Shows & Panels
- The 2014 Big Picture on Cyber Security
- AFCEA Answers
- Ask the CIO
- Building the Hybrid Cloud
- Connected Government: How to Build and Procure Network Services for the Future
- Continuing Diagnostics and Mitigation: Discussion of Progress and Next Steps
- Federal Executive Forum
- Federal Tech Talk
- The Intersection: Where Technology Meets Transformation
- Maximizing ROI Through Data Center Consolidation
- Moving to the Cloud. What's the best approach for me
- Navigating Tough Choices in Government Cloud Computing
- The New Generation of Database
- Satellite Communications: Acquiring SATCOM in Tight Times
- Targeting Advanced Threats: Proven Methods from Detection through Remediation
- Transformative Technology: Desktop Virtualization in Government
- The Truth About IT Opex and Software Defined Networking
- Value of Health IT
Shows & Panels
HHS embraces bottom-up innovation
Wednesday - 1/5/2011, 6:01pm EST
Under the guidance of Chief Technology Officer Todd Park, HHS has embraced an "innovation from the bottom up" mentality that has resulted in real-world application.
From opening data to developers, to holding innovation contests within the agency, HHS has seen success come from "virtual start-up" efforts that ultimately serve the public.
One example is a mobile health application called Text4Baby, a public-private partnership that sends text messages to expecting parents about the development of their baby during pregnancy and how to best take care of the baby after birth.
Currently, more than 100,000 people are signed up to receive Text4Baby texts. The application will be a model for the Text4Health task force that will examine how the technology can be applied to smoking cessation, obesity and childhood health issues, Park said.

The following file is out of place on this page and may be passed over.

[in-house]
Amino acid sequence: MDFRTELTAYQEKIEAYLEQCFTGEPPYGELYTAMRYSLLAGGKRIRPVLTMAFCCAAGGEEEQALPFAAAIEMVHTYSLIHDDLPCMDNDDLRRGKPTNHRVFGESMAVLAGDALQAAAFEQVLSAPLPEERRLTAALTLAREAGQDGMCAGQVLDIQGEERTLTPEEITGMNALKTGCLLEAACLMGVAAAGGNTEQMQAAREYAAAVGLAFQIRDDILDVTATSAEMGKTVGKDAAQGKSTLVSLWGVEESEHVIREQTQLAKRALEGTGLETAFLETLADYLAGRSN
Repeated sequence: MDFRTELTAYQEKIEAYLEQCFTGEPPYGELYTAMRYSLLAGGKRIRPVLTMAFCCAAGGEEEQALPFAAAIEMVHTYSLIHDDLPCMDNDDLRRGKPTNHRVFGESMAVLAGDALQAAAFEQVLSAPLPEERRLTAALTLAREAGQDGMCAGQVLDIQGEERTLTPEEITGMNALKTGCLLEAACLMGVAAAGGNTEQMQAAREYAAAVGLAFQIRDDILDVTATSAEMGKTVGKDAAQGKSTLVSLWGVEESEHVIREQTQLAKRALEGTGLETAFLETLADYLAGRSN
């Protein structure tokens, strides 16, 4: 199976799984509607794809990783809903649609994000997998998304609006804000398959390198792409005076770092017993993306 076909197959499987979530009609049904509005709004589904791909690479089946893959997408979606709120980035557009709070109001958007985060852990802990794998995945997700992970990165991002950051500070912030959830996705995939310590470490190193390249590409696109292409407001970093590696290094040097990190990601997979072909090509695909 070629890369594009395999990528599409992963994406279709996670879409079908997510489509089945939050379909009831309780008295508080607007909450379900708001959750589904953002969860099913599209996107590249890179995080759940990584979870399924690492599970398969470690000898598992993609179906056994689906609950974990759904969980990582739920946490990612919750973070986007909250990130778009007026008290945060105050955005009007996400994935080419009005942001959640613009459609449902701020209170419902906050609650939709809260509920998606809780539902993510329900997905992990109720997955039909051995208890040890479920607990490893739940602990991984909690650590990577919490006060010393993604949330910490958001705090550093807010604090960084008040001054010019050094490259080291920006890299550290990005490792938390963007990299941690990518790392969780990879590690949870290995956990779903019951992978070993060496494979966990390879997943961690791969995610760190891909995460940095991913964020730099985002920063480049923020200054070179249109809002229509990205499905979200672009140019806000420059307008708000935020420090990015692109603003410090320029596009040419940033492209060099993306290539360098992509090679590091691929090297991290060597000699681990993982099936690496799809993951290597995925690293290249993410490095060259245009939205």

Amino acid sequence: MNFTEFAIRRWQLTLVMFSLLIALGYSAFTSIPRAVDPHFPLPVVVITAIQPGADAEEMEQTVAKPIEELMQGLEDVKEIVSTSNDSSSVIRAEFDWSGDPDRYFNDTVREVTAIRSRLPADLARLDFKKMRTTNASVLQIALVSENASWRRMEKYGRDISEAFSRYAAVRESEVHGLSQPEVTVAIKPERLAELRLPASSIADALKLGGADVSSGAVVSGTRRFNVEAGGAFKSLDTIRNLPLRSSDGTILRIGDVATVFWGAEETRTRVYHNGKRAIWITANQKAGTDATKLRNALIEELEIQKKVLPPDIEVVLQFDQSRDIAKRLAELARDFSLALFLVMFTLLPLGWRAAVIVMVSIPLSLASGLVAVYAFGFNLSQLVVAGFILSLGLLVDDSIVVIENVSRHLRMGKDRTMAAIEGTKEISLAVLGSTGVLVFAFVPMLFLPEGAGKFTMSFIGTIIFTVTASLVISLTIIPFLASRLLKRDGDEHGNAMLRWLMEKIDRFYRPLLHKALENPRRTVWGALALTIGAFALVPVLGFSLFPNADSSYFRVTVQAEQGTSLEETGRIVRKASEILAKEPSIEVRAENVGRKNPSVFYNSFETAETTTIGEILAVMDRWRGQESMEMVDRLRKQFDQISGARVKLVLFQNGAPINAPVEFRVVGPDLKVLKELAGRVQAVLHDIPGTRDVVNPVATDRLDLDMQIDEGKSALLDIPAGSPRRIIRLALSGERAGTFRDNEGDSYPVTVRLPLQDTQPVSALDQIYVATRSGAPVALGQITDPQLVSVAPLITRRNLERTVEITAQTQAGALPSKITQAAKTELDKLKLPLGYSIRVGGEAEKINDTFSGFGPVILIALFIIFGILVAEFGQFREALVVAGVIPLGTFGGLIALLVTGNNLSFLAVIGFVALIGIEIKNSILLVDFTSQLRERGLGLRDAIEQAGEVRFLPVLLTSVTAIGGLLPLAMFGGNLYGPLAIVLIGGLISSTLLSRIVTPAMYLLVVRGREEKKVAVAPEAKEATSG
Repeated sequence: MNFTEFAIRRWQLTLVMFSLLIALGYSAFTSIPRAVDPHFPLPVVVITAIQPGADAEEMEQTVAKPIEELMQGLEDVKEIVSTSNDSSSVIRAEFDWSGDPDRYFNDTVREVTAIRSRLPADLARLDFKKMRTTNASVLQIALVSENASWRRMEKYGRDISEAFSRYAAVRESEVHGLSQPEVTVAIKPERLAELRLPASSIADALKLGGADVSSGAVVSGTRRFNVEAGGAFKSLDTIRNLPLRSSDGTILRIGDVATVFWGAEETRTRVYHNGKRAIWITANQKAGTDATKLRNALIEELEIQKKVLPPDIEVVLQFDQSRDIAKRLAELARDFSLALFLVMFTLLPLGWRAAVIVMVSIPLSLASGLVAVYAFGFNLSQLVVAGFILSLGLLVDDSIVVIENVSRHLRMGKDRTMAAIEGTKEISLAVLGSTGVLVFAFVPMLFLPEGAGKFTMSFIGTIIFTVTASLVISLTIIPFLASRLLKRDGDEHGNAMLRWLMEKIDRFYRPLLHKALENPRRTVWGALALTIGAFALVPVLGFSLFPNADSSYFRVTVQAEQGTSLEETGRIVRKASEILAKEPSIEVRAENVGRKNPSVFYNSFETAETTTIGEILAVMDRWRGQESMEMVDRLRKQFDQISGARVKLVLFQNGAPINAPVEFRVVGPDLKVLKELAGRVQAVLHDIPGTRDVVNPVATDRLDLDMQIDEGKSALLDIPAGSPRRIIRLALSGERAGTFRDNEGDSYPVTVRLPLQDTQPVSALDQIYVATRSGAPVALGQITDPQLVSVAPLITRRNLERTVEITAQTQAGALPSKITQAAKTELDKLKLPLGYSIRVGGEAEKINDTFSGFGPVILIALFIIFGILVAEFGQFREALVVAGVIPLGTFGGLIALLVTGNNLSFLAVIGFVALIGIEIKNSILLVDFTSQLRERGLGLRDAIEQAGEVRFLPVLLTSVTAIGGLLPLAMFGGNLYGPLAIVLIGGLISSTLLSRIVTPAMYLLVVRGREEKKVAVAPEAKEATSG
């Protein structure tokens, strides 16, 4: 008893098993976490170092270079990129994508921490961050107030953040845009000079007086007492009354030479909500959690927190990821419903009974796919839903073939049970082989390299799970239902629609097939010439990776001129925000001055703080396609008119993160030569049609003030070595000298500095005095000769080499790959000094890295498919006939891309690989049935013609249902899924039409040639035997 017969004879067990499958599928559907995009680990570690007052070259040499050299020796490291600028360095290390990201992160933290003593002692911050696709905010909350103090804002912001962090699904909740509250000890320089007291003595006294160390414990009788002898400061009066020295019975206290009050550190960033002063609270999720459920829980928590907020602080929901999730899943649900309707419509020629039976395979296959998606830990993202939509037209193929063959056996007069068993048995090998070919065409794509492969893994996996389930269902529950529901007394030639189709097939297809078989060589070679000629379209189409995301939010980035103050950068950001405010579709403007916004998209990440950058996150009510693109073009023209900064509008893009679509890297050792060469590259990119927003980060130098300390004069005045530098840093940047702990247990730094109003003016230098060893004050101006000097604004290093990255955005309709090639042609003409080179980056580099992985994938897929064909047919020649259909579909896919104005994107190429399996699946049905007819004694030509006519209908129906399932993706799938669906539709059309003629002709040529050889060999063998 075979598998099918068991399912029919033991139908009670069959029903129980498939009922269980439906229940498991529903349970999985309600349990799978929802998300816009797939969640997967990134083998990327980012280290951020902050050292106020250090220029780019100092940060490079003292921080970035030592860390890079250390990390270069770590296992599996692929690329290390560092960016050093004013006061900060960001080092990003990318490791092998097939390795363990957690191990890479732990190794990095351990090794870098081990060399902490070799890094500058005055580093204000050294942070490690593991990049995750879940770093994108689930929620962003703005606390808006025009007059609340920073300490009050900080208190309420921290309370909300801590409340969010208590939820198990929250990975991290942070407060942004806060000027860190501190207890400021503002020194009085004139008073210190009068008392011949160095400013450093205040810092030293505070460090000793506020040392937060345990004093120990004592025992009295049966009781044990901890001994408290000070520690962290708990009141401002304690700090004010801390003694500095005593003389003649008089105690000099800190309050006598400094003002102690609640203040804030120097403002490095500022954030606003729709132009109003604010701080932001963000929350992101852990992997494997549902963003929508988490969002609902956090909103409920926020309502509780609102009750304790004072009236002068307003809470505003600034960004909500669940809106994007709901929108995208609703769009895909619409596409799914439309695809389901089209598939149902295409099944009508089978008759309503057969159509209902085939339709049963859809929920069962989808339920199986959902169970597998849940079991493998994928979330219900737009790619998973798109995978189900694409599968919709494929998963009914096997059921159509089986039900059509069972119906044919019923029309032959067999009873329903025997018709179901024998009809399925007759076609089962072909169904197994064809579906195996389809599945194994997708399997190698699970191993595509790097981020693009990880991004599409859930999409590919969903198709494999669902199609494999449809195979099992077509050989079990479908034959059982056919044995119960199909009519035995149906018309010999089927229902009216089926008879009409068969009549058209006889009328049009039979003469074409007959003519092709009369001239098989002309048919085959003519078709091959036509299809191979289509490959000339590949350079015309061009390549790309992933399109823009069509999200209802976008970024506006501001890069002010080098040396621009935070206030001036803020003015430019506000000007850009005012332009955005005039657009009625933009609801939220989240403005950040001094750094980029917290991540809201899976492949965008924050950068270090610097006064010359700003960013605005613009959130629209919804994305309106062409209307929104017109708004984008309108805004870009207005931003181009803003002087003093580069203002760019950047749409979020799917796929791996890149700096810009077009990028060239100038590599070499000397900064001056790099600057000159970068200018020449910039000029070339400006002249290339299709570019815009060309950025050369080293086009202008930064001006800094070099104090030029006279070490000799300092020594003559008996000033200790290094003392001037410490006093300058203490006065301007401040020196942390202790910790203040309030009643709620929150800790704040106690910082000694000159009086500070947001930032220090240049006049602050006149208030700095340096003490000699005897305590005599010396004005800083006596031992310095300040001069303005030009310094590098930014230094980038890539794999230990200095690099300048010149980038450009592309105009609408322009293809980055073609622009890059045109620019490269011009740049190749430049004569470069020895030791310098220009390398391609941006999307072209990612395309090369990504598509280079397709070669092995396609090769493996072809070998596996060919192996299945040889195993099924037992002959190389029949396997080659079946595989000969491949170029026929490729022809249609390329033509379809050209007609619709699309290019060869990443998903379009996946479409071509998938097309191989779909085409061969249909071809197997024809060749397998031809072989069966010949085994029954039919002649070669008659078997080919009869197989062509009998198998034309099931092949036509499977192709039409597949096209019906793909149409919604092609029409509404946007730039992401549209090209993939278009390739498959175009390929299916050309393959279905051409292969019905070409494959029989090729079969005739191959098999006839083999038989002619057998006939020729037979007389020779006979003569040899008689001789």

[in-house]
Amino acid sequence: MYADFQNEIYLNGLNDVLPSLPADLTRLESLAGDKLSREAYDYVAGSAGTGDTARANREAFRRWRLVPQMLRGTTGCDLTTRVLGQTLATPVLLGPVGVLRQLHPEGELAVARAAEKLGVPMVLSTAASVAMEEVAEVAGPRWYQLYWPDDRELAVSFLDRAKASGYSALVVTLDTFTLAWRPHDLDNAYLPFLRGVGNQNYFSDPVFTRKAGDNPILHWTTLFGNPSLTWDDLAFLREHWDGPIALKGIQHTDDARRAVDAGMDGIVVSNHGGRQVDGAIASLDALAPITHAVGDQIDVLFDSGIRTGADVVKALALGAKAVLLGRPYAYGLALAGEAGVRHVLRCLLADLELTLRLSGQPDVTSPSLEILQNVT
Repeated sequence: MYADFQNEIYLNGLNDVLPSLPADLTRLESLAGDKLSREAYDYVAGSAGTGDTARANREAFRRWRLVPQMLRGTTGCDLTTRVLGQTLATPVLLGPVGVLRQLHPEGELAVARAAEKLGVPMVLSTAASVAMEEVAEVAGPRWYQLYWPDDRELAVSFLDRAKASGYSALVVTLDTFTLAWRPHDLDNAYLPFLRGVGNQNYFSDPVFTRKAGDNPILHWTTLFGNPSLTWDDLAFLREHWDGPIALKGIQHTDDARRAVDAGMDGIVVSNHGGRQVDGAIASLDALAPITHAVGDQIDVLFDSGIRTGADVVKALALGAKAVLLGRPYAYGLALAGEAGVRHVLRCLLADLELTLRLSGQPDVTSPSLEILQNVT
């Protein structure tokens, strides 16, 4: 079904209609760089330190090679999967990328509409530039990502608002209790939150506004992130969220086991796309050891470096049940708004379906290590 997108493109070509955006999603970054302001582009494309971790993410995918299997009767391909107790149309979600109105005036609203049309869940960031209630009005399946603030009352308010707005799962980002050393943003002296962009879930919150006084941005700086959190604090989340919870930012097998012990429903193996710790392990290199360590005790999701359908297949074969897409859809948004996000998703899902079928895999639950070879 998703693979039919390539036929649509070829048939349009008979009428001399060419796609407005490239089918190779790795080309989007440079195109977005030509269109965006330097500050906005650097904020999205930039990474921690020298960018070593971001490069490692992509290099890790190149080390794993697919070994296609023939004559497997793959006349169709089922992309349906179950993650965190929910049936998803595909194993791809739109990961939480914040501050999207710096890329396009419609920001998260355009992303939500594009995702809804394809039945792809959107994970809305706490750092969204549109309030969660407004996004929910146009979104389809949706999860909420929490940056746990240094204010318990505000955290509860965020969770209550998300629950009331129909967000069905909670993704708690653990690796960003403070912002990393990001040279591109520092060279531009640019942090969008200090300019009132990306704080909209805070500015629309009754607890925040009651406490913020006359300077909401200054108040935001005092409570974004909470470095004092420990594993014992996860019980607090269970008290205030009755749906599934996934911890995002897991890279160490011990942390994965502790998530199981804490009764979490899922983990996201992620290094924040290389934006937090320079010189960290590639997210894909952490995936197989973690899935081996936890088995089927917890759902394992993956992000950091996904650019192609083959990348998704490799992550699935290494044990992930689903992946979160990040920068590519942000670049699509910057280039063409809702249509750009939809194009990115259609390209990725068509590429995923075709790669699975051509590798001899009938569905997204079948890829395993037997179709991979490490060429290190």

Text4Baby is "an example of one [idea] that wasn't a leadership-designated program but one where really cool stuff happened," Park said in an interview with In Depth with Francis Rose.
The smartest move for leaders wanting to innovate is simply asking their employees what they are working on and "obsessed with," Park said.
By "co-creating" a vision for a project, the whole team has ownership, he said. The result: "you get a better vision and you get a better execution of that vision."
Under Park, HHS has opened up innovation to the public with the Community Health Data Initiative, Park said.
The idea was to publish HHS health data online and -- more importantly -- market it to developers who could create real-world applications, products and services, Park said.
"The whole idea was to turn HHS into the NOAA of health data," Park said, referring to the National Ocean and Atmospheric Administration's publishing of weather and environmental data.
For the most part, HHS had already made this data public, but the information was sometimes "impossible" to find. With the initiative, HHS could take the data that had been used for specific purposes and put it in the hands of innovators, Park said.
Right now the federal government is a "phenomenal place to be" as an entrepreneur, Park said.
"I've spent my life as a private sector entrepreneur but the most entrepreneurial experience I've ever had is the last year and a half I've spent in government," Park said.